It may happen to you. And it may happen at the most inopportune time. Perhaps you’ll be flying to meet an important client, headed to a best friend’s wedding, your dream vacation, or heaven forbid, a loved one in need. Travelers are some of the world’s most vulnerable customers and this new trend of IT outages by some of our most trusted airlines has surely impacted flyers in a very personal and upsetting way.
Delta, Southwest and others have all fallen victim to technical glitches impacting tens of thousands of travelers to the tune of tens (and in some cases hundreds) of millions of dollars in refunds, compensation vouchers and tech upgrades. Delta reported to their investors that their five hour IT failure at the beginning of August cost the company close to $150 million - thanks to over 1,000 canceled flights. According to estimates, Southwest’s technical debacle last October outdid Delta with a whopping $177 million dollar hit to passenger revenue; only to be followed by another outage this July which resulted in 2,300 grounded flights at an estimated cost of $54 to $82 million.
Serving the Social, Vulnerable Customer
There is a lot of money and brand reputation at stake, and the draining process of traveling tends to increase the emotional volatility of flyers. They are separated from their belongings, forced to wait in long lines and endure safety checks. Armed only with their digital devices, when things go awry these “social flyers” sound the horn of mistrust, frustration and helplessness on their channels, the ones they own - social media.
Stranded Southwest and Delta flyers did just that during these IT blackouts, taking to “their channels” when malfunctions threw a wrench in their travel plans.
@SouthwestAir if flights in the air already weren't affected, why did my kids' flight have to land emergently in Kansas?!— Ashley Cameron (@BohemianSolshyn) June 22, 2013
Now imagine these distressed messages coming in by the thousands every hour. These are the kind of volumes that airlines have had to manage when things go wrong. Take Southwest, whose technical glitches caused a massive spike in their online mentions that spanned over three days from July 20 - 22, totaling nearly 80,000 mentions. By the second day, mentions had already jumped 20-fold. This is the new reality brands, not just airlines, face today and without proper preparation, years of hard work of gaining customer loyalty can be spoiled in seconds and minutes.
Scurried Social Crisis Posting - The Forebearer of Social Care
Since the advent of the internet, brand/customer relationships haven’t been the same. The average person can create content that is discoverable by the entire webisphere, shifting the power of voice from brands to consumers. Social media has become the training ground for digital expression for our social, mobile generation, and the consumer world has quickly learned that it owns these channels. The customer controls the brand narrative, and regardless of how much of a Goliath your company may be, there is an army of David’s ready to take you down.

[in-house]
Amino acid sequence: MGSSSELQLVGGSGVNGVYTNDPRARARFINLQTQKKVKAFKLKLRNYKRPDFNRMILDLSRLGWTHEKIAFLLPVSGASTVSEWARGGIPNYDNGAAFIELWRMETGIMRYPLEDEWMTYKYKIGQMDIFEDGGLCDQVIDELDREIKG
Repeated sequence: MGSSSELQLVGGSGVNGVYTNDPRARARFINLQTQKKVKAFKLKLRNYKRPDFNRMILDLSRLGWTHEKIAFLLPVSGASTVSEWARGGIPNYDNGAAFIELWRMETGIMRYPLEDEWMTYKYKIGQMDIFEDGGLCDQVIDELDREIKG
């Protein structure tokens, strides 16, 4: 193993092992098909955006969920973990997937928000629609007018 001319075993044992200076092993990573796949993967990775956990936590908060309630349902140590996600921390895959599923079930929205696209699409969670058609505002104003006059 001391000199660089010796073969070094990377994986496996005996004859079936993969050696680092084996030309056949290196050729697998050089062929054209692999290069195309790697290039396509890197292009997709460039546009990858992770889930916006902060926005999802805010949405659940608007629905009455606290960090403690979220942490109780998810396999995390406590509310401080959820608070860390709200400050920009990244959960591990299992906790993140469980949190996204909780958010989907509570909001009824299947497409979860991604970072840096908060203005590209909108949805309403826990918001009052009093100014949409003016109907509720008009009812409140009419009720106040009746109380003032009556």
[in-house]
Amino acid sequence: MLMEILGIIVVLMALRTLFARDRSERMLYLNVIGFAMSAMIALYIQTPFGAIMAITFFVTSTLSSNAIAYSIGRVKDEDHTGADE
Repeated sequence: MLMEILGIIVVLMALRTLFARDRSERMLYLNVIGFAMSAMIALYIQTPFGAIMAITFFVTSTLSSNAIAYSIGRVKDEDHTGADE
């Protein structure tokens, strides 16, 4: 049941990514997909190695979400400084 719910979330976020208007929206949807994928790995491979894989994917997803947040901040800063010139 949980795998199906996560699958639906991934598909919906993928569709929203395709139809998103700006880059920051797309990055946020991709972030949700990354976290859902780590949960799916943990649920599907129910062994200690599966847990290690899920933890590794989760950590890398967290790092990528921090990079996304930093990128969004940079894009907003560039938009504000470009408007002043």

Gaffes by brands on social media became the dreaded nightmare that kept PR teams and CEOs alike awake at night. One small misstep and your hard-earned brand equity can be devastated. And so, many companies have battened down their social hatches, employed a best-in-class social care platform, and constructed and rehearsed their social crisis strategy in preparation for the unavoidable event every business will, at some point, come to face. A strong defense can be the best offense, if companies are prepared to turn incidents and the resulting social nightmare into opportunities.
Airline Crisis Management Done Right
For travelers in America last January, Winter Storm Jonas caused massive headache - and it caused an even bigger one for the international airlines that were forced to cancel over 10,000 flights the weekend the storm, and subsequently many more the following week due to the domino effect across the country.
Airlines like Alaska Airlines, Southwest, Delta and JetBlue released statements and took to Twitter to update their customers. American Airlines even tried to bring some humanity to the fiasco when Tweeting customers their limited travel options. It was 'Snow Joke’.
This time around, it was Southwest that was able to prepare its social care team for impending tsunami of customer volumes. It switched its 35-person team to 24/7 operations before canceling nearly 2,000 flights, and was able to respond to customers under 15 minutes. They posted updates regularly to Facebook and Twitter, created a camaraderie with customers by sharing storm pictures on Instagram, and even hosted a live Periscope video on Facebook with operations control to show customers what it was doing to prepare for the storm. They were able to minimize social blowback and manage customer queries in a timely and efficient manner because they empowered a dedicated social care team to do so.
If I were an IT specialist in booking and reservation software, perhaps I could give a thoughtful diagnosis on how airlines can safeguard their business to ensure they aren’t subject to this kind of hit in revenue and brand value in the future. But I’m not, and to be honest, every industry that depends on technology to keep their money machine running and their customers satisfied needs to take note. These things happen, and the airline industry is the harbinger for what all companies need to understand: you must have proper strategies in place to deal with crisis management.